Anders Goldfarb – Passed Remains

Review by Gerhard Clausing

Connecting with the past is a challenge, particularly when the present is such a mess – viruses, warfare, economic worries, etc., etc. As I am writing this, a major new assault on yet another group of people is in progress: this time the victims are the Ukrainians. How many more times are we going to see a repeat of the human history of unprovoked, totally unnecessary acts of violence? I often wonder what all has happened over many centuries or even millennia in all the places we traverse. Anders Goldfarb is a creative sleuth who has investigated the past photographically by documenting disappearing evidence of past generations on his home turf, the two Brooklyn neighborhoods Greenpoint and Williamsburg, for twenty years. His meticulously crafted images can be seen as a metaphor for the elusiveness of everyday life and its cultural values that can so quickly be wiped out. Seems like uncertainty and change are the ever-present ingredients of human continuity (how long will it last?).

For many years Anders Goldfarb visited those two Brooklyn neighborhoods and recorded disappearing detail on the streets. He is an astute observer of his surroundings, as well as a wizard with traditional techniques of photography, and this combination results in an unrushed, contemplative approach and a top-notch level of technical finesse. It is said that he always saves one last negative in his Rollei in case something else comes his way; this is certainly a constructive way of approaching life in general: always open to new surprises, visually and otherwise. Dealing with a changing world through the eyes of an intelligent insider is a great experience for the viewer of this photobook as well.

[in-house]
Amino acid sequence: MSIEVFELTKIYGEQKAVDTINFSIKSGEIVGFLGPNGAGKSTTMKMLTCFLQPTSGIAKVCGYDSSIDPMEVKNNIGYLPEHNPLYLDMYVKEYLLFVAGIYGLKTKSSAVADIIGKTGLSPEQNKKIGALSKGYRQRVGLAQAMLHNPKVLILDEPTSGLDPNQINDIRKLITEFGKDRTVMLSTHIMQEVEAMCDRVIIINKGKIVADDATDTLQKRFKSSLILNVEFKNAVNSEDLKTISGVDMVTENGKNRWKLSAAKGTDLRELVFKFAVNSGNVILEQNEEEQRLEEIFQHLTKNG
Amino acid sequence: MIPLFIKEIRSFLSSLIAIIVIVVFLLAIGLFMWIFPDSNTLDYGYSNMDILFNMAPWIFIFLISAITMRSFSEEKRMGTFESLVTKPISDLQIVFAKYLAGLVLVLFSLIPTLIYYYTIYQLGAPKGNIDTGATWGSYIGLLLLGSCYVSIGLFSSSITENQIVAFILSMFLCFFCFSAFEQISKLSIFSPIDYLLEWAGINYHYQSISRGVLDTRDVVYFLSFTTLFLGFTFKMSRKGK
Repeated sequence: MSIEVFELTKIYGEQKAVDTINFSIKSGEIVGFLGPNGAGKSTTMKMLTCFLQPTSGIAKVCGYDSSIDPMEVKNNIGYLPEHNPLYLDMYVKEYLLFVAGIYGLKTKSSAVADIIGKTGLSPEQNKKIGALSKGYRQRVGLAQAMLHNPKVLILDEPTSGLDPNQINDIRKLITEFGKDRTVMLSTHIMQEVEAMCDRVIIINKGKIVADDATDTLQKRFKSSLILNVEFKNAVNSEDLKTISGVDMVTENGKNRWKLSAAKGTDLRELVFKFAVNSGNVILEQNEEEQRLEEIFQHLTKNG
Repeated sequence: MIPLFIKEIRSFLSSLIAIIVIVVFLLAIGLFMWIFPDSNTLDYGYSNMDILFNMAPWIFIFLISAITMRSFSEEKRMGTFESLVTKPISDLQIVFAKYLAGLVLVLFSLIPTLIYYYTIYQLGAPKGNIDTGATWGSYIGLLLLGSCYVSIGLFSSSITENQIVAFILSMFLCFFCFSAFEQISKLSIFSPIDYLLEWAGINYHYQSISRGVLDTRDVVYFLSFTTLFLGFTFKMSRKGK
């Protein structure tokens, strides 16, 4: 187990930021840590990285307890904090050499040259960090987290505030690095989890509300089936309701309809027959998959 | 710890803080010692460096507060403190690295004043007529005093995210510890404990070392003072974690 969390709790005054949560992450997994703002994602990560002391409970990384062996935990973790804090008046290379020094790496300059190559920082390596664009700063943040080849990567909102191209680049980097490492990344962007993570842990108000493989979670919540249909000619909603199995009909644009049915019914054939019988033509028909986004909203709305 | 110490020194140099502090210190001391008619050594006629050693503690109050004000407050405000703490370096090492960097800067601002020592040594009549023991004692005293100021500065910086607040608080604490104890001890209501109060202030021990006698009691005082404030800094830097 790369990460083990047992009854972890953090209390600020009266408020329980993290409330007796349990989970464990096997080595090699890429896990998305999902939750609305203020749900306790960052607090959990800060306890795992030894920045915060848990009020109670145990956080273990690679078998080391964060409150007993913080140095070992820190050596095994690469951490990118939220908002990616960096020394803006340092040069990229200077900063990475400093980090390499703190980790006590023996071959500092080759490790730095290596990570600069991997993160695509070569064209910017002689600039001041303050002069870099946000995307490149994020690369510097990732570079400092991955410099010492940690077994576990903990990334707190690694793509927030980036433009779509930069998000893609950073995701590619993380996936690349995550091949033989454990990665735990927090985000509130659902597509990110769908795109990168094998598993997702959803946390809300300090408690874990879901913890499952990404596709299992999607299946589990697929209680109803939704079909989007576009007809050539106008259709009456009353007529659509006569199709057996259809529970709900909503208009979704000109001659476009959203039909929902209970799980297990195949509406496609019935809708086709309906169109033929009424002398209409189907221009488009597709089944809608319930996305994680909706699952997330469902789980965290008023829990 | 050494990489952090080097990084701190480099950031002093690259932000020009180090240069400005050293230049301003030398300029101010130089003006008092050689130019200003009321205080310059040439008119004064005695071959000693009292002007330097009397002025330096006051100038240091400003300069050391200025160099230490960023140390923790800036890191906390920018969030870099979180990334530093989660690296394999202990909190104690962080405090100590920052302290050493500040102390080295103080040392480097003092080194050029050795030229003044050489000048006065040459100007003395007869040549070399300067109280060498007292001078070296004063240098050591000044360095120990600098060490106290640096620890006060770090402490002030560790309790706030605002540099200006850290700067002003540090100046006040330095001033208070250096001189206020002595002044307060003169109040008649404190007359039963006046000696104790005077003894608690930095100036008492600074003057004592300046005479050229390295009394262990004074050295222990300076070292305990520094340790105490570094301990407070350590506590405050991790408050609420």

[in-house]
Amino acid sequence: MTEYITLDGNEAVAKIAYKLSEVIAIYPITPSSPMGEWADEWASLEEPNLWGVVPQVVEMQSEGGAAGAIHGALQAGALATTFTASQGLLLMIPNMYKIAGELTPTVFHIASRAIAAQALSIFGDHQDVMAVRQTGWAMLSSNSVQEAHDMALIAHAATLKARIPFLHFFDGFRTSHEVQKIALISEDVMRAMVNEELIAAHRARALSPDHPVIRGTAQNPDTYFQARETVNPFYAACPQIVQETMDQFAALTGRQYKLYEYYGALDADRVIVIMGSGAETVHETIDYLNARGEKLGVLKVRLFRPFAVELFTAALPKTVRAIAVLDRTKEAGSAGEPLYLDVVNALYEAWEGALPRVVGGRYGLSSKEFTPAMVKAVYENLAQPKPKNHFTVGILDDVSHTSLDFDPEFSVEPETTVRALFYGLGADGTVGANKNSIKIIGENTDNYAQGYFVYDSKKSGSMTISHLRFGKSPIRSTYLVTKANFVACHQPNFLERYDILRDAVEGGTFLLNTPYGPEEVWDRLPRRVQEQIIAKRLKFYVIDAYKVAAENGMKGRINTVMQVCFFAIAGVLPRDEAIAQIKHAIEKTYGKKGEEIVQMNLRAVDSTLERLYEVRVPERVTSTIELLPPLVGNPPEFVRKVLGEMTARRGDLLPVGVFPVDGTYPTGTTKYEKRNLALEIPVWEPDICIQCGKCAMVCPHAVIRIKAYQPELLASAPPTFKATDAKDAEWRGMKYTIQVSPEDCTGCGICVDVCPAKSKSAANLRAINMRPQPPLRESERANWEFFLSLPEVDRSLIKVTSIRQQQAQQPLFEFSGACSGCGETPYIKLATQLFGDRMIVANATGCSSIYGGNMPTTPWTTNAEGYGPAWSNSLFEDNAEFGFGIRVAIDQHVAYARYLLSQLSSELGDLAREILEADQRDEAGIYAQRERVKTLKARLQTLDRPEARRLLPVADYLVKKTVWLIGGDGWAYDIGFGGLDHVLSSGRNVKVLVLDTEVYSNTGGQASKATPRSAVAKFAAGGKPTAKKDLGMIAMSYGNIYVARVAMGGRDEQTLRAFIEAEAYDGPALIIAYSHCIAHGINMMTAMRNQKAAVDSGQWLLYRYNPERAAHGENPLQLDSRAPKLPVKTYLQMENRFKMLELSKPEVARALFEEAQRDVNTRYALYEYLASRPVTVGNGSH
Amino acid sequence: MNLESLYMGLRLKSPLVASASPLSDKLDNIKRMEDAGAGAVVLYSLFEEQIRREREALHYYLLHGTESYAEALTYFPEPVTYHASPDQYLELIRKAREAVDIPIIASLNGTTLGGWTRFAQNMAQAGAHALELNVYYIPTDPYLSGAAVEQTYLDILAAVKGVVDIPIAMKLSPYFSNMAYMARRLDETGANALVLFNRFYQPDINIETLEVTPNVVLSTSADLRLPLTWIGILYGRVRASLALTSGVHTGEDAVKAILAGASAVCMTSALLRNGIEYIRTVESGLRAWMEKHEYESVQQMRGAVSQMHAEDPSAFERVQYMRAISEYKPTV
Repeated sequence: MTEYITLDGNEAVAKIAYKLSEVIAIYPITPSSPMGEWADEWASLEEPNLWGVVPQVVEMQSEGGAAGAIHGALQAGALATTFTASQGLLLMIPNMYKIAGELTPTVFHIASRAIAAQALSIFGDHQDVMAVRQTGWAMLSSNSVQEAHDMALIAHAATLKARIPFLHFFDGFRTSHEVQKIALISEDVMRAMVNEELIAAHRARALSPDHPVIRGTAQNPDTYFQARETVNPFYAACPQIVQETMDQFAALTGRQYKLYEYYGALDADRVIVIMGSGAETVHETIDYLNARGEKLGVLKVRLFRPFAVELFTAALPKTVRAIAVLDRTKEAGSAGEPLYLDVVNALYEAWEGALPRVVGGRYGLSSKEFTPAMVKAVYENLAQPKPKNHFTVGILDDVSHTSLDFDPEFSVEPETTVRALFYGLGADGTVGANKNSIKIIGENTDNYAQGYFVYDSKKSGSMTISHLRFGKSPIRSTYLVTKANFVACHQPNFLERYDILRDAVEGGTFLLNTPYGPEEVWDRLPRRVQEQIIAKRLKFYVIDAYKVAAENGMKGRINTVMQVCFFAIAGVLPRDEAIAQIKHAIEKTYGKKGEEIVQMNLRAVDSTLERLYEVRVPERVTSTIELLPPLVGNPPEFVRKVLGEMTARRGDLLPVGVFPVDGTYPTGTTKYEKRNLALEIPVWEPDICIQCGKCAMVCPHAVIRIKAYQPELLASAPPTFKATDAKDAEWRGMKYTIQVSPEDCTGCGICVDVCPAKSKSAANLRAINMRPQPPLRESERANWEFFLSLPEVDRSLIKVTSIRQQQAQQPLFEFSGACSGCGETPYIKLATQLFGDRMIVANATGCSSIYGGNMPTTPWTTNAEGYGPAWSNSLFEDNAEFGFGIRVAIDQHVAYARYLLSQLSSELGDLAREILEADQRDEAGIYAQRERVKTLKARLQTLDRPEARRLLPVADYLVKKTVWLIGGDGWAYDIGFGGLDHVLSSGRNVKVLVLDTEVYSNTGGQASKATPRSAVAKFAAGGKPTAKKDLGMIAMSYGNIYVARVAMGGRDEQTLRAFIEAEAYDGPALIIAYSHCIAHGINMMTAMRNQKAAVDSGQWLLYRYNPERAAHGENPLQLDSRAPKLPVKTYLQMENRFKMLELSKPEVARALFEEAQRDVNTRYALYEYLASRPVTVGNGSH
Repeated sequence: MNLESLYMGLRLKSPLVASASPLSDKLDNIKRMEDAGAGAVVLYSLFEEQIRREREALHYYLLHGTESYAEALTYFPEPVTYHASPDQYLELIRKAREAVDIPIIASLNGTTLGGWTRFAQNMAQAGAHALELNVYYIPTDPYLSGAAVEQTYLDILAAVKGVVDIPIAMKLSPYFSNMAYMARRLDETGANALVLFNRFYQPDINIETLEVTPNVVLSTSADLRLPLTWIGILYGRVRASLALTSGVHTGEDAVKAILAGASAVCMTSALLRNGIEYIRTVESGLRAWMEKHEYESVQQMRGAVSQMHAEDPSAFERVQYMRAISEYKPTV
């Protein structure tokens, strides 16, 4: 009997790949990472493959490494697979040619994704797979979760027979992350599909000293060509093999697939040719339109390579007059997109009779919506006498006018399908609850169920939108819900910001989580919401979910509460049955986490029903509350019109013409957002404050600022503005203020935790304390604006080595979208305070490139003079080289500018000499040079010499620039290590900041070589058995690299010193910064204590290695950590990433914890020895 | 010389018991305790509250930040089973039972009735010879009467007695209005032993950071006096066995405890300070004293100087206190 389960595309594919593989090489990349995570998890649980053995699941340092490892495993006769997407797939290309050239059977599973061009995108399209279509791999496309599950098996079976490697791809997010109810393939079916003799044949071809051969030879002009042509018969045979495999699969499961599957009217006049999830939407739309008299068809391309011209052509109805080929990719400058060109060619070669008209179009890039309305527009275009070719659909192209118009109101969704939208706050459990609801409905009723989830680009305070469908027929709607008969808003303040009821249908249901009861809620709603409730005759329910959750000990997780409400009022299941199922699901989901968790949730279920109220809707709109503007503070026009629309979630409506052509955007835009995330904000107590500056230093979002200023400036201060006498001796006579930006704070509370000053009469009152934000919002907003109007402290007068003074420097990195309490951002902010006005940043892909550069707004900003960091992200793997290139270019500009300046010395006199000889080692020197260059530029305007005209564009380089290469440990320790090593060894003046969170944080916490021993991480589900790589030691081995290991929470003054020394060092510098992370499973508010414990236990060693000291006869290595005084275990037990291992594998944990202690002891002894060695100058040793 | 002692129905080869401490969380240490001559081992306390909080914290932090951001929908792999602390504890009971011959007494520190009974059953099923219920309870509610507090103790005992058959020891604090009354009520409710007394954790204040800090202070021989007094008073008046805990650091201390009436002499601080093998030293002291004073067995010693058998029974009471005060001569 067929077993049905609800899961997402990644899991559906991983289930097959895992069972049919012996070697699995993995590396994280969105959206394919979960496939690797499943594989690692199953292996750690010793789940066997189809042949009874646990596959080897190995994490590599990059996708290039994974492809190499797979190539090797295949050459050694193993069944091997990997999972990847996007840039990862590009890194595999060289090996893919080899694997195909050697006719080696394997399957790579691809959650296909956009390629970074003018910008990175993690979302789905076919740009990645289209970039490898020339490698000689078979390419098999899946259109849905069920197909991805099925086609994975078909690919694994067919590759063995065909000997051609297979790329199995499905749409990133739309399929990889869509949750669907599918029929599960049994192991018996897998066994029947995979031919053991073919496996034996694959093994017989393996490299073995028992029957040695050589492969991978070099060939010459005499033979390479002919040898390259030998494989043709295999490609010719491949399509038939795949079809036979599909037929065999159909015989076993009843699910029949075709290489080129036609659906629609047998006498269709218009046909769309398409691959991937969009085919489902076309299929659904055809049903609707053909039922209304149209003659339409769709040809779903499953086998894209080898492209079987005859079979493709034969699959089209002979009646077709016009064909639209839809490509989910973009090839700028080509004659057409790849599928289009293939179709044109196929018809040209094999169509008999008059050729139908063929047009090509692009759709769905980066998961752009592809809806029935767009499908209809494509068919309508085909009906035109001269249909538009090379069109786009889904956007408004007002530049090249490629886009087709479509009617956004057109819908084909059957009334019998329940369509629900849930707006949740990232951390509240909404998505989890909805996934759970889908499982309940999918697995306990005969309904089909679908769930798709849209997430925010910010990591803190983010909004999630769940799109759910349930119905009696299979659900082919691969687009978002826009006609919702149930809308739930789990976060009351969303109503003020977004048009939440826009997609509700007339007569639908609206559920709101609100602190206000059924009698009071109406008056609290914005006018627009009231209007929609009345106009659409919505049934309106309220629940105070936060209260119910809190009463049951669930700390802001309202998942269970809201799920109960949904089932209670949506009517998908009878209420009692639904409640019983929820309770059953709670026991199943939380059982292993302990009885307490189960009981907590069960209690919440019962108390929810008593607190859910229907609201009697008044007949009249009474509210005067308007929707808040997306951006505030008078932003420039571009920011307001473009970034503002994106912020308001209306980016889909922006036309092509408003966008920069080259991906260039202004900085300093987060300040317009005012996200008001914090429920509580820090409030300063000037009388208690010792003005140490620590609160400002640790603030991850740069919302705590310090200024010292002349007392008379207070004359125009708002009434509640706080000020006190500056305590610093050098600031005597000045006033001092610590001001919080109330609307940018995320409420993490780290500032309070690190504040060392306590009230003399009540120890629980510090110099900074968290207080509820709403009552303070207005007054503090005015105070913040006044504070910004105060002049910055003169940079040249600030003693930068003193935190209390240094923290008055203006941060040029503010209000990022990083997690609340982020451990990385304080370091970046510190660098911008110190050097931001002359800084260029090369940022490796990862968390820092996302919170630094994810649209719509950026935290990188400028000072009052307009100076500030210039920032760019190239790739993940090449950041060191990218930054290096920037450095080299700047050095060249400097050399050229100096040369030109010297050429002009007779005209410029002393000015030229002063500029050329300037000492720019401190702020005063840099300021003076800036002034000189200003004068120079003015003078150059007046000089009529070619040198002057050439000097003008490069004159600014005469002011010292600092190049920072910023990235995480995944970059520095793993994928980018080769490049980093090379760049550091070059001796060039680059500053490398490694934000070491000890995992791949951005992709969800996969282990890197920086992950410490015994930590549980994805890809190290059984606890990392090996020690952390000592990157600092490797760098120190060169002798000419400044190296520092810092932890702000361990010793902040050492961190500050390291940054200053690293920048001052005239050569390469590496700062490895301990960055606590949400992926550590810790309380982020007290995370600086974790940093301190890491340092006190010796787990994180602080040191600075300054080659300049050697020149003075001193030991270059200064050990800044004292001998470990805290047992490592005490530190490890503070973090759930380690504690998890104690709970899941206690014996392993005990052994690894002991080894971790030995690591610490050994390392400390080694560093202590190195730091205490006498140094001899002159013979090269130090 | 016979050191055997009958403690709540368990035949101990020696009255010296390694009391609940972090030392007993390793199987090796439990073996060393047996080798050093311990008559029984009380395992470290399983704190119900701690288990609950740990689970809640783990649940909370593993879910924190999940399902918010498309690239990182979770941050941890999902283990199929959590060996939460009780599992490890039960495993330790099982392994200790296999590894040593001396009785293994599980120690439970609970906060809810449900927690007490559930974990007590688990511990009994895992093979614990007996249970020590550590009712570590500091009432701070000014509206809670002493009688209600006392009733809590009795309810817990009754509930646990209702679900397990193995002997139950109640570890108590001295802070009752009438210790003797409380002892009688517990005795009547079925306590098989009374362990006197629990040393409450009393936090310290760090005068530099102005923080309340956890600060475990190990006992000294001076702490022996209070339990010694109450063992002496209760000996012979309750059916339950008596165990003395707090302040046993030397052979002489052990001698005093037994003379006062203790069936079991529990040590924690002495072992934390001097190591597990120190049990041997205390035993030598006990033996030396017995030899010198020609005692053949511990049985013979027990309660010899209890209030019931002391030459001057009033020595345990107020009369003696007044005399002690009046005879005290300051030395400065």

Since what Goldfarb records gets down to the nitty-gritty, we don’t get to see famous statues, big monuments, and well-known places that others have documented when presenting various views of New York. We don’t even see very many people. But we do observe much that remains of past lives in what Goldfarb has observed in passing on his local trips.

Mysterious places from former times, lovingly recorded, present a universe of great beauty. We see walls that are a part of buildings formerly occupied. Or are there still some people living inside? What about that old business which promised a plethora of car parts: have the people in the neighborhood rejected the past by tolerating multiple layers of graffiti on that wall lately and is that supermarket still going on? Where are the folks that once made use of those abandoned crutches and that old chair? Whose laundry is still fluttering on that clothesline back there? Perhaps the lesson is that aging neighborhoods, even as they pay tribute to the past, make us anticipate what comes next, and that renewal is an inevitable part of the changes that time presents to us.

Passed Remains shows Anders Goldfarb’s strong bond with these parts of the city and was created and designed with much affection. The images are printed well; the layout is pleasantly varied and invites repeated viewing and comparing. The foreword by Bonnie Yochelson provides interesting additional insights on place and era, as well as on the artist. Even though the nostalgia that might arise from looking at these views may make the experience bittersweet, we as outsiders looking in on an insider’s interpretation of a region subject to regeneration become part of a positive and joyful experience.

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Gerhard (Gerry) Clausing, Associate Editor of the PhotoBook Journal, is an author and photographer from Southern California.

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Anders Goldfarb – Passed Remains

Photographer:  Anders Goldfarb (born in Brooklyn, New York; lives in New York City)

Publisher:  DCV, Berlin, Germany; © 2021

Essay:  Bonnie Yochelson

Language:  English

Hardcover, debossed, printed and illustrated; 112 pages, paginated, with 66 images; 9.3 x 9.6 inches (23.6 x 24.3 cm); printed in Germany; ISBN 978-3-96912-040-8

Design:  Cara Galowitz

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Articles and photographs published in the PhotoBook Journal may not be reproduced without the permission of the PhotoBook Journal staff and the photographer(s). All images, texts, and designs are © of the authors and publishers.

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